The Falls by B Michael Radburn

thefallscover

 

I received a copy from the publisher for review

 

Title: The Falls

Author: B. Michael Radburn

Genre: Fiction/Crime Fiction

Publisher: Pantera Press

Published: August, 2016

RRP: $29.99

Format: Paperback

Pages: 364

Synopsis: A week of despair… a century of evil

Damaged but not yet broken, park ranger Taylor Bridges believes his ghosts are in the past – until a raging forest fire in an isolated canyon of The Falls lays bare the remains of a young woman… and a decade-old killing ground.

After the police enlist Taylor in their investigation, the evidence bizarrely points to a deranged preacher who reigned over The Falls a century ago.

But when a crucial witness and a policewoman disappear, it’s clear that a disciple of The Falls’ dark history is on the loose.

 

~*~

 

The Falls by B. Michael Radburn is the second book in the Taylor Bridges series. Still reeling from the death of his daughter Claire five years ago, The Falls follows on from The Crossing, and Taylor’s struggle with the disappearance and death of Claire. When the daughter of an old friend and her partner stumble across a body whilst exploring the Christiana Goldmine in Eldritch Falls, Taylor is called in to assist the police in the national park. Taylor must grapple with his guilt about Claire, and the emotions that this new case brings to the surface. As the case progresses, links to a string of ritualistic murders that span one hundred years. These murders become linked to a family who has lived in the area for generations, a family determined to keep the secrets of the past hidden away from prying eyes, whatever the cost may be.

The daughter of Taylor’s friend, Aroha, becomes involved as a witness and later, is taken. Taylor and the police must find her before it is too late, and before other lives are endangered during the search for truth and its war with keeping secrets and continuing a legacy that has been in place for over one hundred years.

Michael Radburn has created a story using the natural environment and the fear of the unknown, or the fear of what we don’t understand. This gives the characters, both good, bad, and in between, concrete and believable motivations and desires that drive the story towards its relieving conclusion where the reader can finally take a deep breath and relax after the fast paced ride.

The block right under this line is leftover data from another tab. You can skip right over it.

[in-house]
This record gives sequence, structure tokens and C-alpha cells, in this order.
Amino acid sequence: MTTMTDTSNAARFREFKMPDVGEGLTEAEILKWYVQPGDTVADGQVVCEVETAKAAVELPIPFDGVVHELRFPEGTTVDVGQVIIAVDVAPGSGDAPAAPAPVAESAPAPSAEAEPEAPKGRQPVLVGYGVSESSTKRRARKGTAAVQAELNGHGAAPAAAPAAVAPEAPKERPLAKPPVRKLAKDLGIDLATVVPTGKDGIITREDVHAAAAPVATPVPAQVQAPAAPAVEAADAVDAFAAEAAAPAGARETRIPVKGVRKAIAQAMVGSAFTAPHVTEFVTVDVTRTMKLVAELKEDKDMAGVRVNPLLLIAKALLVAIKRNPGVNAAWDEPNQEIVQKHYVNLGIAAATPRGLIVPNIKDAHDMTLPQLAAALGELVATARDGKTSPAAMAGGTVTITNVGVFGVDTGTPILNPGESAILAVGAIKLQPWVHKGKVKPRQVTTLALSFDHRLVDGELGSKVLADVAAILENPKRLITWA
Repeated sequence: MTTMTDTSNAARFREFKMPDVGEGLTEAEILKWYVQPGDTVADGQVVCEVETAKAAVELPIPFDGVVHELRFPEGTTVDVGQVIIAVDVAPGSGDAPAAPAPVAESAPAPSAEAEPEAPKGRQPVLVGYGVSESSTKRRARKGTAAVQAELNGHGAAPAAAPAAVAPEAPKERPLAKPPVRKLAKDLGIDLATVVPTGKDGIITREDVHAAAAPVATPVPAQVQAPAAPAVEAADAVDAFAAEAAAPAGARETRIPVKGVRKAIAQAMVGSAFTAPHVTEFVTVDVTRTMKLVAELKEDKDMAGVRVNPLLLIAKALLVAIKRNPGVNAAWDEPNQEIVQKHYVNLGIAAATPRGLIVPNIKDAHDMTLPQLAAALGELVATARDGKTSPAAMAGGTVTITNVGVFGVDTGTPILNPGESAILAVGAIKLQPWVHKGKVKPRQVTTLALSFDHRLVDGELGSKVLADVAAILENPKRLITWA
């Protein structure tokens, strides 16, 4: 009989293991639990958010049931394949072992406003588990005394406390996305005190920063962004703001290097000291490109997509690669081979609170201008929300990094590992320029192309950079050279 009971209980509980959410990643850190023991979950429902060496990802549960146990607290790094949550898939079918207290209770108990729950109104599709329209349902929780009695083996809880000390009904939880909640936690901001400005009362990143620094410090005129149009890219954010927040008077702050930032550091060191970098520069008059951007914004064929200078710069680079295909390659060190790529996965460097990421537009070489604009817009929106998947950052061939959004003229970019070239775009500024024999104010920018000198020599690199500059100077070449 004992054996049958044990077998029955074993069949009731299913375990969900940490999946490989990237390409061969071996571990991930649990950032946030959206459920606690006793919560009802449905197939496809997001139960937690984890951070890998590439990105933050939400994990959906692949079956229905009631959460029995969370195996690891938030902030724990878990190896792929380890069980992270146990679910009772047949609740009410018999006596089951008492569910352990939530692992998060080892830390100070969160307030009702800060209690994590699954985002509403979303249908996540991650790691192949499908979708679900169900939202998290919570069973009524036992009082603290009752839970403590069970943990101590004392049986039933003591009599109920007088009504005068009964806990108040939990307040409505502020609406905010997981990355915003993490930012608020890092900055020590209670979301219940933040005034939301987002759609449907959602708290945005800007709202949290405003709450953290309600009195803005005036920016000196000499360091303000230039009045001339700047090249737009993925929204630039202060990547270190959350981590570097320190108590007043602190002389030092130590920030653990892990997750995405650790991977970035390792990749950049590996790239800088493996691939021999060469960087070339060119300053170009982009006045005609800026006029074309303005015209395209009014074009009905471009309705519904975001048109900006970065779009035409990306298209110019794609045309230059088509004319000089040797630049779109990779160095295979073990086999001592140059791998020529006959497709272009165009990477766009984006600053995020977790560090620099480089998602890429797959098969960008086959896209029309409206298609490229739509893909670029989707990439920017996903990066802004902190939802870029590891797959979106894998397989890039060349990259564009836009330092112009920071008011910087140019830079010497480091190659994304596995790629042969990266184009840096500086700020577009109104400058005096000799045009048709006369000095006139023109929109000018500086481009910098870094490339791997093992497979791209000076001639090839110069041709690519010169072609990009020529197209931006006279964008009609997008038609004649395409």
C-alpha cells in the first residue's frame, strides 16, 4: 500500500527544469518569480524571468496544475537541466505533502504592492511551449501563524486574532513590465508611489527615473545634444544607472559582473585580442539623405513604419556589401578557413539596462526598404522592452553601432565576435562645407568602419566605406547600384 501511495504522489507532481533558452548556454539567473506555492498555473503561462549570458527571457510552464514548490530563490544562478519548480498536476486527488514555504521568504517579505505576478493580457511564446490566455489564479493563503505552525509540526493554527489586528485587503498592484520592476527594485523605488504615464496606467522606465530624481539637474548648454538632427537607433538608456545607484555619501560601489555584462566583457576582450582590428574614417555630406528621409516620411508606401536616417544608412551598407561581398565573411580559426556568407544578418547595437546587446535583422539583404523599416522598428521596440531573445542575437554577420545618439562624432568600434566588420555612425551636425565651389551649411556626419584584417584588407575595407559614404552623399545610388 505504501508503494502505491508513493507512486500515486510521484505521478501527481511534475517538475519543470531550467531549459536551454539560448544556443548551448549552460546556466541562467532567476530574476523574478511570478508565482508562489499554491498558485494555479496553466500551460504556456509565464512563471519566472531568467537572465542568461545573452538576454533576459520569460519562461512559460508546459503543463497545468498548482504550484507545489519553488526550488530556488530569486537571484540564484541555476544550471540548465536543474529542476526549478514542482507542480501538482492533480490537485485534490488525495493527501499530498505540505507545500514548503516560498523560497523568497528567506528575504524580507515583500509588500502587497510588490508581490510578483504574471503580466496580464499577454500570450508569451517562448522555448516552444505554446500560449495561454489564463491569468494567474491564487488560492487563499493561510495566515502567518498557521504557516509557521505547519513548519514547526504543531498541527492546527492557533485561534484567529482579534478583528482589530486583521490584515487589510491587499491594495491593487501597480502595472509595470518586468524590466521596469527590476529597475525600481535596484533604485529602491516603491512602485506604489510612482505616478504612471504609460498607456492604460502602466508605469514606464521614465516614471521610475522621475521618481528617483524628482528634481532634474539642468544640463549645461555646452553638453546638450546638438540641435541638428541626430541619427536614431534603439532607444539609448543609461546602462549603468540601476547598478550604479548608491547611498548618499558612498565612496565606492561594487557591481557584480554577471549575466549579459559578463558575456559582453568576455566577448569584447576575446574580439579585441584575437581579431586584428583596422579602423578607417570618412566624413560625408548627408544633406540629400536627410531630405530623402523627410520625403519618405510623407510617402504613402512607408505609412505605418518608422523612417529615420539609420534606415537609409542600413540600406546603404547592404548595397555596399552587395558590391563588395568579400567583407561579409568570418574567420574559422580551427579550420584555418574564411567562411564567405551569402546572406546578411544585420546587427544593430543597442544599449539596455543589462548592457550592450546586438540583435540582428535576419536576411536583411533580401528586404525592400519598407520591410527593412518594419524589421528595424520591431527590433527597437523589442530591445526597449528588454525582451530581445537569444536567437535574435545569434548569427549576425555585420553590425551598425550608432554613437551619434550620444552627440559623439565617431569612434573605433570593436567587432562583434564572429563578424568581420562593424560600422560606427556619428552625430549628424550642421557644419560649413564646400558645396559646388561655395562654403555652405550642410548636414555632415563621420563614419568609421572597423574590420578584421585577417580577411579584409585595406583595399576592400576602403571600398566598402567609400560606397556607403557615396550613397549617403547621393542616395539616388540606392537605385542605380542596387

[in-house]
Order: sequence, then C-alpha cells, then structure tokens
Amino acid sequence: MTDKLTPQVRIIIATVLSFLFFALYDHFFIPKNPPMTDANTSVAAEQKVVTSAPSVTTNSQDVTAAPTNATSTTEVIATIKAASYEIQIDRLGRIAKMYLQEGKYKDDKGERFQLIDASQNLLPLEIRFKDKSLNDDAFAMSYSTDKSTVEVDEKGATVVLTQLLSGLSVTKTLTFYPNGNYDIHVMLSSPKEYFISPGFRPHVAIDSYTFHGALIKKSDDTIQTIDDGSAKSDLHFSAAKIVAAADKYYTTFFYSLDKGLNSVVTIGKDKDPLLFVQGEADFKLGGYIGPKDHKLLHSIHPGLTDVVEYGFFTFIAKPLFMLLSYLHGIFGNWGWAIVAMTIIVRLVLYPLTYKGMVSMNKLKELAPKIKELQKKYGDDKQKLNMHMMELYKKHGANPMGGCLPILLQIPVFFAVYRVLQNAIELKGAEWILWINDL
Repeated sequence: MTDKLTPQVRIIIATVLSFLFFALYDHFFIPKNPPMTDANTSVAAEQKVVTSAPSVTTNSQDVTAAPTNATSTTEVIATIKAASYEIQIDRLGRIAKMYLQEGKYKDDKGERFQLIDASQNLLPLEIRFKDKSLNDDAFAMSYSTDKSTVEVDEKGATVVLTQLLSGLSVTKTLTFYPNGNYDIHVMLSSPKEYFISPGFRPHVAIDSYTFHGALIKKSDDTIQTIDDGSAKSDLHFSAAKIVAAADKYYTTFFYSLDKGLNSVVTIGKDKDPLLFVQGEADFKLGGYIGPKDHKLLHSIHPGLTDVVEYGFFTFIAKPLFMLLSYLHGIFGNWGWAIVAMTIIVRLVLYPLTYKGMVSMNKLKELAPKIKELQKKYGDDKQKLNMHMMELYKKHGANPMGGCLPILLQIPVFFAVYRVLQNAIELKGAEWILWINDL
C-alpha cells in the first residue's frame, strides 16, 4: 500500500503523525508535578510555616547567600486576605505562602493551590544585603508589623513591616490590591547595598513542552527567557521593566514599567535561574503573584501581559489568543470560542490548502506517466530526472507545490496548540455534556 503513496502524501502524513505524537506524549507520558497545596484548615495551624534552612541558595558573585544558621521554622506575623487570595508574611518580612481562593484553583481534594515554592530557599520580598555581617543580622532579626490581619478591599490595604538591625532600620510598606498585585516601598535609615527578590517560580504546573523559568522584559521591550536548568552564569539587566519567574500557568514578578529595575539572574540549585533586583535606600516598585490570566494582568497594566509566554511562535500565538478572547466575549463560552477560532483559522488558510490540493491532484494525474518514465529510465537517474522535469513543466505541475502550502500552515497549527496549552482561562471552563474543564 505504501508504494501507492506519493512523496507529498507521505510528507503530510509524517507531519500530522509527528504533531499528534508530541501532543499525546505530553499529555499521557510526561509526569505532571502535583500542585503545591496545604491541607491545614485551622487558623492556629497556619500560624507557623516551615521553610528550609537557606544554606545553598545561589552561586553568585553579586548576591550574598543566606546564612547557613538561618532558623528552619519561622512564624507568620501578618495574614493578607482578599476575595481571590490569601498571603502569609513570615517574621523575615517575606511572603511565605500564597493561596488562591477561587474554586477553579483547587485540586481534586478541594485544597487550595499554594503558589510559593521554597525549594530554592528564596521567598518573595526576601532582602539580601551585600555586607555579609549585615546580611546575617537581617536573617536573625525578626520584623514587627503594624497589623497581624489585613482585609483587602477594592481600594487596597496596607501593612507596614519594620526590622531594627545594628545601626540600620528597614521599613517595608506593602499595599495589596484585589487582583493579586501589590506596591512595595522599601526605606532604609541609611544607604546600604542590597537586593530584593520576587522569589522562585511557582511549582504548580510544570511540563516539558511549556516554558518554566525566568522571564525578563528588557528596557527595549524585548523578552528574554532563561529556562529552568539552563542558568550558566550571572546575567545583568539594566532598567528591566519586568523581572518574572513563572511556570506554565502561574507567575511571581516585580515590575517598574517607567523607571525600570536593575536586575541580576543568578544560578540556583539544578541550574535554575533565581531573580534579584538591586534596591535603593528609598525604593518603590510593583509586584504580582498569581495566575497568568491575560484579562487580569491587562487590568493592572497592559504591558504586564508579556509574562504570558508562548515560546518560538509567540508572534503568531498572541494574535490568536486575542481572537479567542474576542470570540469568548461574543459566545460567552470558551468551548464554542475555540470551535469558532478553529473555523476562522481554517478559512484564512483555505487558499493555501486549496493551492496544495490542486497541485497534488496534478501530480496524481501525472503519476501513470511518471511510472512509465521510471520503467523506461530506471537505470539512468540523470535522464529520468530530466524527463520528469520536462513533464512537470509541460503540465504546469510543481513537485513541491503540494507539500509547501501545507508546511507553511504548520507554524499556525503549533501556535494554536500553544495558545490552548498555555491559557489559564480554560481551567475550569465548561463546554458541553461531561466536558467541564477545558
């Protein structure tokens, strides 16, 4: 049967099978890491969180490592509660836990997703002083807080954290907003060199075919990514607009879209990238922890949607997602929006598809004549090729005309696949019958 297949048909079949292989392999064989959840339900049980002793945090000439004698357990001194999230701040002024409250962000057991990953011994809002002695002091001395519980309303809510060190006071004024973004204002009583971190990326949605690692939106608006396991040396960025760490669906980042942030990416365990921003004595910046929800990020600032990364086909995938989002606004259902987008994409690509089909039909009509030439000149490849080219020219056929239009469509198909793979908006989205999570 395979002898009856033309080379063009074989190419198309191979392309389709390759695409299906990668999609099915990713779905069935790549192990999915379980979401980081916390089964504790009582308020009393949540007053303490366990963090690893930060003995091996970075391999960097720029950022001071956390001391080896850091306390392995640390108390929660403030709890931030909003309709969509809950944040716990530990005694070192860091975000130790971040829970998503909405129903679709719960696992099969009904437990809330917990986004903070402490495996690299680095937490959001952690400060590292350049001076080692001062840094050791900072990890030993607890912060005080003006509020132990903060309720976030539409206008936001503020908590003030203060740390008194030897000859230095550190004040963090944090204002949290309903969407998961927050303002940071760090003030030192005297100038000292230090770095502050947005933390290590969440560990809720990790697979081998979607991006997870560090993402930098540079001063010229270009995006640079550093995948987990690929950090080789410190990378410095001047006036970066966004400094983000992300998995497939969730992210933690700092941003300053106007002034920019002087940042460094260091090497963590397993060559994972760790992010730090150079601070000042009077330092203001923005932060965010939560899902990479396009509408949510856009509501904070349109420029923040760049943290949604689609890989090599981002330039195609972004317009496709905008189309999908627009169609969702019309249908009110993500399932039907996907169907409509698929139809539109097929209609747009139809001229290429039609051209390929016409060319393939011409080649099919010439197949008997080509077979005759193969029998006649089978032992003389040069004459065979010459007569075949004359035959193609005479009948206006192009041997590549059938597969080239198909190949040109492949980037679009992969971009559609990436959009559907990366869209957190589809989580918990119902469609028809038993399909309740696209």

This was my first adventure with Taylor Bridges, and I found that I did not need to have read the first book to enjoy this and understand what drove the characters. The mine and the bush of country Victoria was the perfect setting for this mystery, a place where anything could happen. Where shadows dance at the edges of the darkness, and where fear takes over. The novel kept up a good pace and kept me reading as long as possible to find out what happened, and to find out who survived and who didn’t. It is a story where people aren’t always what they seem, and that speaks to the human condition and its various degrees of sanity, desire and wanting to please people, but also, human desire for belief, and legacy. A haunting tale that will keep you up at night, I enjoyed reading this book, and hope that further books are forthcoming and will be just as intriguing as this one.

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A Murder Unmentioned by Sulari Gentill

rowly-6Book Title: A Murder Unmentioned (Rowland Sinclair, #6)

Author: Sulari Gentill

Publisher: Pantera Press

Genre: Crime, Historical Fiction

Release Date: November 1st, 2014

Book Synopsis: The black sheep of a wealthy grazier dynasty, gentleman artist Rowland Sinclair often takes matters into his own hands. When the matter is murder, there are consequences.

For nearly fourteen years, Rowland has tried to forget, but now the past has returned.

A newly-discovered gun casts light on a family secret long kept… a murder the Sinclairs would prefer stayed unsolved.

As old wounds tear open, the dogged loyalty of Rowland’s inappropriate companions is all that stands between him and the consequences of a brutal murder… one he simply failed to mention.

~*~

Once again, Rowland Sinclair did not fail to hold my attention, all other books being set aside as the mystery of who killed Henry Sinclair, Rowland’s father, when our hero was just a teenager. The mystery arises when Edna Walling, a gardener engaged by Wilfred’s wife Kate, to landscape the surrounds of Oaklea. The gun used in the murder of Henry Sinclair is discovered, prompting a cousin, Arthur Sinclair, and a former employee, Charlie Hayden, to come out to Yass to influence the investigation in their favour.

Lucy Bennett is involved again, adamant that she will marry Rowland, even though her father has determined he is inappropriate for her. I find Lucy’s stubborn determination that Rowland has indeed professed his adoration and love for her, and extending from that, that he has somehow proposed to her in his many attempts to gently discourage her throughout the series both funny and, in terms of her character, annoying. Lucy’s involvement in this book, however, is more significant. Having failed at nabbing Rowly, she fixes her sights on Arthur Sinclair, and the plot thickens. Soon, another murder has the police set their sights on Rowland, and the family becomes embroiled in danger and mystery to unravel what really happened on the night Rowland and Wilfred’s father died.